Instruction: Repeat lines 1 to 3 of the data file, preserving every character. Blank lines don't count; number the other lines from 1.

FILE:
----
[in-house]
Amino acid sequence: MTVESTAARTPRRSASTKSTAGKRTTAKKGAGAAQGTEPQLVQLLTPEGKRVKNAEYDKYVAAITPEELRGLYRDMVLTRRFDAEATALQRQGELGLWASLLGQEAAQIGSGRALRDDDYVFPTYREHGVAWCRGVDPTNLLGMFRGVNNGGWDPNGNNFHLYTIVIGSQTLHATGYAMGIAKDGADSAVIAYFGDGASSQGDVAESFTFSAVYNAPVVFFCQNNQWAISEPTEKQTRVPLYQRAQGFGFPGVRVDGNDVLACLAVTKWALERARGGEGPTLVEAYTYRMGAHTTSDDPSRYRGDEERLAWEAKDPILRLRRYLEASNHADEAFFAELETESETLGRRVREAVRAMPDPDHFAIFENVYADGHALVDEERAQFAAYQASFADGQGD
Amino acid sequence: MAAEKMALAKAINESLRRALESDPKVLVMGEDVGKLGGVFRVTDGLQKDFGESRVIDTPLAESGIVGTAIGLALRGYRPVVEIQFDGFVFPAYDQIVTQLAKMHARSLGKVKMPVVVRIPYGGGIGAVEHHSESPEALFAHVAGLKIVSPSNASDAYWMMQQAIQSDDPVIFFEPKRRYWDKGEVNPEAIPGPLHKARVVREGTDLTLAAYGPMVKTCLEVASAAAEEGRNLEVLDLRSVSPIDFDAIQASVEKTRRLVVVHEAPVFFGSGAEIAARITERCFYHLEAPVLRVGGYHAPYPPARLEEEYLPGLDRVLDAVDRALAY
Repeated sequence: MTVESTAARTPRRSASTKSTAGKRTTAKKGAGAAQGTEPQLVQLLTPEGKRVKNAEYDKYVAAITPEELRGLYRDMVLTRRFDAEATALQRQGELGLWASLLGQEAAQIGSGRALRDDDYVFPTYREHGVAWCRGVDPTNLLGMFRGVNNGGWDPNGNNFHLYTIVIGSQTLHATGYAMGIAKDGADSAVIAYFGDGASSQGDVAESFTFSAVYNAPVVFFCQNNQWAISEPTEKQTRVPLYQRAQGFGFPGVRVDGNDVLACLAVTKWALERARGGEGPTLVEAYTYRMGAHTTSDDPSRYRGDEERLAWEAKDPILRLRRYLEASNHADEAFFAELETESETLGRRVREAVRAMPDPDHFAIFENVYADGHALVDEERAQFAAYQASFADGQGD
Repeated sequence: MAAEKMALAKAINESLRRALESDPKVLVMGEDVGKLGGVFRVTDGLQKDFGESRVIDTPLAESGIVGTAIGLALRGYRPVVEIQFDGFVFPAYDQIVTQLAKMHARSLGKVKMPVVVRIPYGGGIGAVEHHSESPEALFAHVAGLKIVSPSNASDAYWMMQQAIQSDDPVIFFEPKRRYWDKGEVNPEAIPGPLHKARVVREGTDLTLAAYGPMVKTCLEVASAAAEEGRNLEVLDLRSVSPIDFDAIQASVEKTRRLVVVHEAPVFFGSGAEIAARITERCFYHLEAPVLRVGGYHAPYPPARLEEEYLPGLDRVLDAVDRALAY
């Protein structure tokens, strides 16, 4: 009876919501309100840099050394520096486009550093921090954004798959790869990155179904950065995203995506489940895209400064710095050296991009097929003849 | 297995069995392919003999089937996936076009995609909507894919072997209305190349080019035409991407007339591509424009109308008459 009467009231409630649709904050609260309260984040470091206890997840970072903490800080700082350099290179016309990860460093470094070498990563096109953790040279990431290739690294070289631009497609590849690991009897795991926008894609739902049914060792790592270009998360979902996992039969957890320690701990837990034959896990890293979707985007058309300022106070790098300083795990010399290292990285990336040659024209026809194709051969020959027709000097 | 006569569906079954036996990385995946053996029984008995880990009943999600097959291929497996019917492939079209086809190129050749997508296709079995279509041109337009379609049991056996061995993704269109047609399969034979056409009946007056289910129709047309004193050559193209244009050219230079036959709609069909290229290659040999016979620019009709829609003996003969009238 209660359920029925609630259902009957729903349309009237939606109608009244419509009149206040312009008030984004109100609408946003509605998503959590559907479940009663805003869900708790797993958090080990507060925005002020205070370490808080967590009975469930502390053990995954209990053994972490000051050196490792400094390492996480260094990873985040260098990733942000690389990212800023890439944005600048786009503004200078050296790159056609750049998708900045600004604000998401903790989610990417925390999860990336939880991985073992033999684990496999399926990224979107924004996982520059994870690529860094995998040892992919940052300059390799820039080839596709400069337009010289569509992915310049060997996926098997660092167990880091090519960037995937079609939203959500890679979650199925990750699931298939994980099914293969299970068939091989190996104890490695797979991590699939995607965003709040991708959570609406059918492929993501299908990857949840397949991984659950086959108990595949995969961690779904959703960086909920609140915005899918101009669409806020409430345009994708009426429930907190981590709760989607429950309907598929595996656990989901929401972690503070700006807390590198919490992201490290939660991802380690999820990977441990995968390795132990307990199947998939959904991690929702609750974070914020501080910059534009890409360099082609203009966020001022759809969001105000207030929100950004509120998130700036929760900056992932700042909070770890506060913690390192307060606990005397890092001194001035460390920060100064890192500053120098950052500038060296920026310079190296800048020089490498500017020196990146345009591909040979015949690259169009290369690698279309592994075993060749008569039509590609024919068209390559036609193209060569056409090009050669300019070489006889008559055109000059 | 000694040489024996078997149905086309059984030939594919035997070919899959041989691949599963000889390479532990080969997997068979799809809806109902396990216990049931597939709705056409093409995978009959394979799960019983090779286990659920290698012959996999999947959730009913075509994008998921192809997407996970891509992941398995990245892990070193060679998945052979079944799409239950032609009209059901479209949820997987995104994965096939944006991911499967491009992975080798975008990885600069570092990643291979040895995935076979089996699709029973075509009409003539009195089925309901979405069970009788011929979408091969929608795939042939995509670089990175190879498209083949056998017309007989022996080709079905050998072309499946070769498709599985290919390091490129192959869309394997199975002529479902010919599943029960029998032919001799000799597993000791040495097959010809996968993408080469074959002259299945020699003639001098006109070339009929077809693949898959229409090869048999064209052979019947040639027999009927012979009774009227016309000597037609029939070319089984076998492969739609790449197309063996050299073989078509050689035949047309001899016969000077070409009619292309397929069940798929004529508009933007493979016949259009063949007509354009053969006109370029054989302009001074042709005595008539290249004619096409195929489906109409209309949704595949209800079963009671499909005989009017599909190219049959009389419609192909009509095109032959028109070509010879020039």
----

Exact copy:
[in-house]
Amino acid sequence: MTVESTAARTPRRSASTKSTAGKRTTAKKGAGAAQGTEPQLVQLLTPEGKRVKNAEYDKYVAAITPEELRGLYRDMVLTRRFDAEATALQRQGELGLWASLLGQEAAQIGSGRALRDDDYVFPTYREHGVAWCRGVDPTNLLGMFRGVNNGGWDPNGNNFHLYTIVIGSQTLHATGYAMGIAKDGADSAVIAYFGDGASSQGDVAESFTFSAVYNAPVVFFCQNNQWAISEPTEKQTRVPLYQRAQGFGFPGVRVDGNDVLACLAVTKWALERARGGEGPTLVEAYTYRMGAHTTSDDPSRYRGDEERLAWEAKDPILRLRRYLEASNHADEAFFAELETESETLGRRVREAVRAMPDPDHFAIFENVYADGHALVDEERAQFAAYQASFADGQGD
Amino acid sequence: MAAEKMALAKAINESLRRALESDPKVLVMGEDVGKLGGVFRVTDGLQKDFGESRVIDTPLAESGIVGTAIGLALRGYRPVVEIQFDGFVFPAYDQIVTQLAKMHARSLGKVKMPVVVRIPYGGGIGAVEHHSESPEALFAHVAGLKIVSPSNASDAYWMMQQAIQSDDPVIFFEPKRRYWDKGEVNPEAIPGPLHKARVVREGTDLTLAAYGPMVKTCLEVASAAAEEGRNLEVLDLRSVSPIDFDAIQASVEKTRRLVVVHEAPVFFGSGAEIAARITERCFYHLEAPVLRVGGYHAPYPPARLEEEYLPGLDRVLDAVDRALAY